From DDoS to IP theft, cyber attacks are taking their toll on organizations. Realizing the potential impact to the bottom line, the business is increasingly ready to participate in managing cyber risks. According to the Global State of Information Security® Survey 2014, leading organizations are “enhancing security capabilities in ways that show security is now a business imperative—not just an IT challenge.” The survey reveals average losses from incidents are up 18% over last year, with big liabilities increasing faster than smaller losses. More proactive cyber risk management is required in order for organizations to innovate and prosper.
If the business is ready to be part of the security equation, what’s the game plan for security teams? They need to establish formalized, consistent security processes that will integrate into critical business processes. Security teams will have to work closely with the business to establish goals, educate on risks, and communicate solutions. It requires an understanding of how information is used in conducting business and the best way to protect critical business processes end-to-end.
The SBIC has been championing the need for businesses to proactively manager cyber risk for some time now. Our latest report is focused on optimizing security processes and draws attention to that fact that the ad hoc processes from the days of checklist compliance and perimeter-based security won’t work to manage today’s cyber risks. The report – Future-Proofing Processes – highlights some of the most problematic outcomes of outdated security processes:
- Using technical terms for risk measurement makes advising business leaders difficult
- Cumbersome manual methods for tracking risks are not business-friendly
- Point in time piecemeal control assessments are no longer sufficient
- The system for third-party security assessments and oversight needs fixing – fast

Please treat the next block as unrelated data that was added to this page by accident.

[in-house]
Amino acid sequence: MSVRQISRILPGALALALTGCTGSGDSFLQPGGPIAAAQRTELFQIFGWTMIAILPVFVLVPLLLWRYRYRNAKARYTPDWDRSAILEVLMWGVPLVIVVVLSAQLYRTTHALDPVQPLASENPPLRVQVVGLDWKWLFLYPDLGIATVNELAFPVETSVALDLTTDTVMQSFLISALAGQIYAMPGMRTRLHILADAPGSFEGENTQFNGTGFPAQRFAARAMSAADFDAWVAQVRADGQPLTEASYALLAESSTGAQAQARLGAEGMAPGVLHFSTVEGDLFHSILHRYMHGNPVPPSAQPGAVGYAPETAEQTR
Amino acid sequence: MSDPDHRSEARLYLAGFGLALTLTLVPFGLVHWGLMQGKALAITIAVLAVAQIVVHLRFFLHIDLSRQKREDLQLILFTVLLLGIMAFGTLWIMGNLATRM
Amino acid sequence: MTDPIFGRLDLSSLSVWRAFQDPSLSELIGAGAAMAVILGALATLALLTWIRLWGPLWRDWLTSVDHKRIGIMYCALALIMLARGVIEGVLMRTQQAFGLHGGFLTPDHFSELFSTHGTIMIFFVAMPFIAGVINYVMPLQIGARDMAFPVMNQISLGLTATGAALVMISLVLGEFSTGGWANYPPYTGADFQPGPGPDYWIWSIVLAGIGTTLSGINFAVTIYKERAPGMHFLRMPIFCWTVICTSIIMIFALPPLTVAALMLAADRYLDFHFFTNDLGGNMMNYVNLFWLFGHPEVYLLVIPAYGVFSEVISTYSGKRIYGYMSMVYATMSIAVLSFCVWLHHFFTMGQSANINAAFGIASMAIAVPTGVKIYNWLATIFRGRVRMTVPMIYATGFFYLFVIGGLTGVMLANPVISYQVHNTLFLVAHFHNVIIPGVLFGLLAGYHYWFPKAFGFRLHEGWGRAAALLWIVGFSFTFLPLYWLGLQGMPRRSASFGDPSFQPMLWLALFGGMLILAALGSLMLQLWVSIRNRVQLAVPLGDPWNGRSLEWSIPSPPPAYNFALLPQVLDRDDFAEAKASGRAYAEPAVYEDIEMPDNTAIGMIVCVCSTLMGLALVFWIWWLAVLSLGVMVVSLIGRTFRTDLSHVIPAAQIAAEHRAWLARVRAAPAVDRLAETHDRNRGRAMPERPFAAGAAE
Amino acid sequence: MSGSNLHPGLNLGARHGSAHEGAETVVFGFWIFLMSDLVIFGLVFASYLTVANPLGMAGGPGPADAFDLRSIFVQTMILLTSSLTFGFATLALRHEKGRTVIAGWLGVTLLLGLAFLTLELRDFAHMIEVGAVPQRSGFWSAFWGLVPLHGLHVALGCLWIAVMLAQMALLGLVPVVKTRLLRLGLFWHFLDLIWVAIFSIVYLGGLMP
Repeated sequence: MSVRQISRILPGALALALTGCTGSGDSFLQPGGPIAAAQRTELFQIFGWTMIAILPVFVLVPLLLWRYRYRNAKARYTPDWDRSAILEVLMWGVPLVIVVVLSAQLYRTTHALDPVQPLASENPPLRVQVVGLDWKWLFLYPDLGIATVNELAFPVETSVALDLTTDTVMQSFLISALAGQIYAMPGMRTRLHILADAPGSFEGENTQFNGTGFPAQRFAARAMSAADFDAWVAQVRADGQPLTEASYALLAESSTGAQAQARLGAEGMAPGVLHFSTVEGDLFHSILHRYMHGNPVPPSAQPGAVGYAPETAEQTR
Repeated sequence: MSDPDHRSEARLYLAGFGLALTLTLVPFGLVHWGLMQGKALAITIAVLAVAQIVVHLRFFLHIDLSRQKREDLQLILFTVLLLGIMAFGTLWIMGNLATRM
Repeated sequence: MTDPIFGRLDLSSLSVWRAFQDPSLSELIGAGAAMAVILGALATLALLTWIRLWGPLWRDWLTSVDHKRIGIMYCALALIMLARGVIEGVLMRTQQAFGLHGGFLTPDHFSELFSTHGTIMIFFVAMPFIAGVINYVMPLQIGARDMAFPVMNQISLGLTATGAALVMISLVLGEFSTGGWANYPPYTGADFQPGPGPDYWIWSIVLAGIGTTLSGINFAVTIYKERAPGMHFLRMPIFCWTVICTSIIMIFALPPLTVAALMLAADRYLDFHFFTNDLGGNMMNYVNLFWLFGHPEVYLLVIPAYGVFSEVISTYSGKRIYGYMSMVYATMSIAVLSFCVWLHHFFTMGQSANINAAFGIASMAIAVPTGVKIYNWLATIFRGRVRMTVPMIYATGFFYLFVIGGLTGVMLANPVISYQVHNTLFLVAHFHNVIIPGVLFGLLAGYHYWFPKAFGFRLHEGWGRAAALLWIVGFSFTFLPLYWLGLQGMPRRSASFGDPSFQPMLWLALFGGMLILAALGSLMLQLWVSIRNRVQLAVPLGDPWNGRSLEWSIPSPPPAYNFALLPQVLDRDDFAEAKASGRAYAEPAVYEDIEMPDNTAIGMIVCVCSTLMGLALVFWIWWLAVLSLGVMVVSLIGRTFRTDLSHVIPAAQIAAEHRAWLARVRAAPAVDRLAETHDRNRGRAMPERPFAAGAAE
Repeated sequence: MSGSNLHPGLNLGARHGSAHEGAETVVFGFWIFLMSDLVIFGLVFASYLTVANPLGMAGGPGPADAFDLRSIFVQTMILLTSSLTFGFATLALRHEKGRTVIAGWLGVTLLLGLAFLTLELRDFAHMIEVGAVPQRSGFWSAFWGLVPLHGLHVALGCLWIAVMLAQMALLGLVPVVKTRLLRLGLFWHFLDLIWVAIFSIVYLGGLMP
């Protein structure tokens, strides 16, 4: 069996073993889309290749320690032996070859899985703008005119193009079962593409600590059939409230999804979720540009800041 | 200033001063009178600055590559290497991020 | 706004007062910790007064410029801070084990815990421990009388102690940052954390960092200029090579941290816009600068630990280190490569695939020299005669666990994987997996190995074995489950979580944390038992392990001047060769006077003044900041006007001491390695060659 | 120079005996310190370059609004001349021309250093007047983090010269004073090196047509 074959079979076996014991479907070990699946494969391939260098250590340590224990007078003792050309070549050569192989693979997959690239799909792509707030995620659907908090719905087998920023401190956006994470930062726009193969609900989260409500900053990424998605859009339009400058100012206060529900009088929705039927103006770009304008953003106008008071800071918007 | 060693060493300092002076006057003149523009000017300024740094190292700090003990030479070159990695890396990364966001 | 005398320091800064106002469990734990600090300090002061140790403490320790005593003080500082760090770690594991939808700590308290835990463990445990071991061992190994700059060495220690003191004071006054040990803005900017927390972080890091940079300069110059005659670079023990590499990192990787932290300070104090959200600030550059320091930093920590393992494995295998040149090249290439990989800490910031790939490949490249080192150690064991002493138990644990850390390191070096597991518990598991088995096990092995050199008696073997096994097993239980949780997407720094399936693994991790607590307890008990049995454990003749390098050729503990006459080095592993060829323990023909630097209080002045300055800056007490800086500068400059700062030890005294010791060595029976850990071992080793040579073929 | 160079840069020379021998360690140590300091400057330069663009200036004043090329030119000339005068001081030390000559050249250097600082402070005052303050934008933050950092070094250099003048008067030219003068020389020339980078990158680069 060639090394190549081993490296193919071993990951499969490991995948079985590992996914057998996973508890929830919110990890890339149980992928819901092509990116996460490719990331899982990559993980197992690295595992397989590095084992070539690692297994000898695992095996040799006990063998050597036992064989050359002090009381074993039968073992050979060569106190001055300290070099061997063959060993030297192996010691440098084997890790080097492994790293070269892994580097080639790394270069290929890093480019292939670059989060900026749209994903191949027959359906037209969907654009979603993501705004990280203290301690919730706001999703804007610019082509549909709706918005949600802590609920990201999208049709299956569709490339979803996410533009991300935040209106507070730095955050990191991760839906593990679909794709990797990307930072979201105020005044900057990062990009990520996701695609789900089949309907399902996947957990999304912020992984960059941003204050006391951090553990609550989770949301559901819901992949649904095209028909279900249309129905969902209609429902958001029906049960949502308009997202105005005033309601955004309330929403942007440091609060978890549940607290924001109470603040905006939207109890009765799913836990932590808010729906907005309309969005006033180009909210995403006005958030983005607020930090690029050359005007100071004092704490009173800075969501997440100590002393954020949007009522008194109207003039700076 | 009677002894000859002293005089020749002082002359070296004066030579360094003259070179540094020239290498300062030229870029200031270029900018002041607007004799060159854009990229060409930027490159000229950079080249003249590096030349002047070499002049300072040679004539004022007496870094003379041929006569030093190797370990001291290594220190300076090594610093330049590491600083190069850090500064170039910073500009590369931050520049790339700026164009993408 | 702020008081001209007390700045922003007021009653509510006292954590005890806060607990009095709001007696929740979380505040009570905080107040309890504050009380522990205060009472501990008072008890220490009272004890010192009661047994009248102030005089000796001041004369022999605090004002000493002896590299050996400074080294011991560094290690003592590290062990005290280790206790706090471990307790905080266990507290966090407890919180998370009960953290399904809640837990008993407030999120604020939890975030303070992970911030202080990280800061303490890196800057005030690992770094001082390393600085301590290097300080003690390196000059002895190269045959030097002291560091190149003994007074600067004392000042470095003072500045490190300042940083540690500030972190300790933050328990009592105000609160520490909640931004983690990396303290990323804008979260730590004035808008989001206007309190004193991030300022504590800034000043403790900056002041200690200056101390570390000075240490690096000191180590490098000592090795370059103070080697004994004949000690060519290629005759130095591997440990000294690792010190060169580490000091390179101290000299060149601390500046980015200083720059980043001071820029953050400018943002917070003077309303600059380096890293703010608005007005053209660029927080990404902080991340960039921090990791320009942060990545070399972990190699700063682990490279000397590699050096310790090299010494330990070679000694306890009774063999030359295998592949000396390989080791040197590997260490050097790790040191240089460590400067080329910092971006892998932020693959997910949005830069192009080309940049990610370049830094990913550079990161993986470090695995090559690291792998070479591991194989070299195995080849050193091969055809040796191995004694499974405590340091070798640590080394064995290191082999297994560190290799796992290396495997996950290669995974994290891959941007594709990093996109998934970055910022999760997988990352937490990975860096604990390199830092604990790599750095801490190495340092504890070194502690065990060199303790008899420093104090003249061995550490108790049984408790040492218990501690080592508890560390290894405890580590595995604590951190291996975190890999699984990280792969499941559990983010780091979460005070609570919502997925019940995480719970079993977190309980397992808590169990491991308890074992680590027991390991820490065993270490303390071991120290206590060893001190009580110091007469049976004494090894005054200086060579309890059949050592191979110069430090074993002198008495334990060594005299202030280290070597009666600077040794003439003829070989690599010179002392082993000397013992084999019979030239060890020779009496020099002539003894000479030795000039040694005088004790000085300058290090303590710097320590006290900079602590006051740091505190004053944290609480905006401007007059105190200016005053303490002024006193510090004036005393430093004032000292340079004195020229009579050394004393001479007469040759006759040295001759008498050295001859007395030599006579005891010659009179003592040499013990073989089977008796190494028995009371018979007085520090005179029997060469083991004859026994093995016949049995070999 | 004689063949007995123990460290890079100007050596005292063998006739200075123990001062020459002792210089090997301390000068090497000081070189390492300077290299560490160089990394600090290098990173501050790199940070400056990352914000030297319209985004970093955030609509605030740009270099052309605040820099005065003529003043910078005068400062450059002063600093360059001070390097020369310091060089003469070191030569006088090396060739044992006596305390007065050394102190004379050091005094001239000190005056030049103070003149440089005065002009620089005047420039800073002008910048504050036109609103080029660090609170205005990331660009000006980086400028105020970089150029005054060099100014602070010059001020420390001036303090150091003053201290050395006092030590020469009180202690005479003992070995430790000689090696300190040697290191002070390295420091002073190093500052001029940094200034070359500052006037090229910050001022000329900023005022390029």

- Headway needs to be made towards meaningful collection and analysis of threat data
The report’s five recommendations provide guidance on how to update existing processes, design key new processes, and upgrade techniques to help move information security programs forward. They include:
- Shift Focus from Technical Assets to Critical Business Processes – start documenting processes and think about how to protect the most critical business processes from end-to-end
- Institute Business Estimates of Cybersecurity Risks – develop scenarios estimating the likelihood and impact of incidents and hone techniques to quantify risks by projecting monetary losses
- Establish a Business-Centric Risk Assessment Process – use automated tools for tracking risks and hold the business accountable.
- Set a Course for Evidence-Based Controls Assurance – collect relevant data to test the efficacy of controls on an on-going basis for both internal and 3rd party assessments.
- Develop Informed Data-Collection Methods – Examine the types of questions data analytics can answer then build a set of data use cases
As information security teams face greater demands and elevated expectations, a fresh look at key processes can be an enabler for positive change. We’re confident that this latest guidance can help your organization zero in on processes that deserve some attention.
“With everything happening in business, technology, the threat landscape, there is a spot light on the information security function right now – it needs to evolve in order for organizations to be successful. As practitioners, we have a unique window of opportunity to really innovate the way we do security.”
Roland Cloutier, Vice President, Chief Security Officer, Automatic Data Processing, Inc.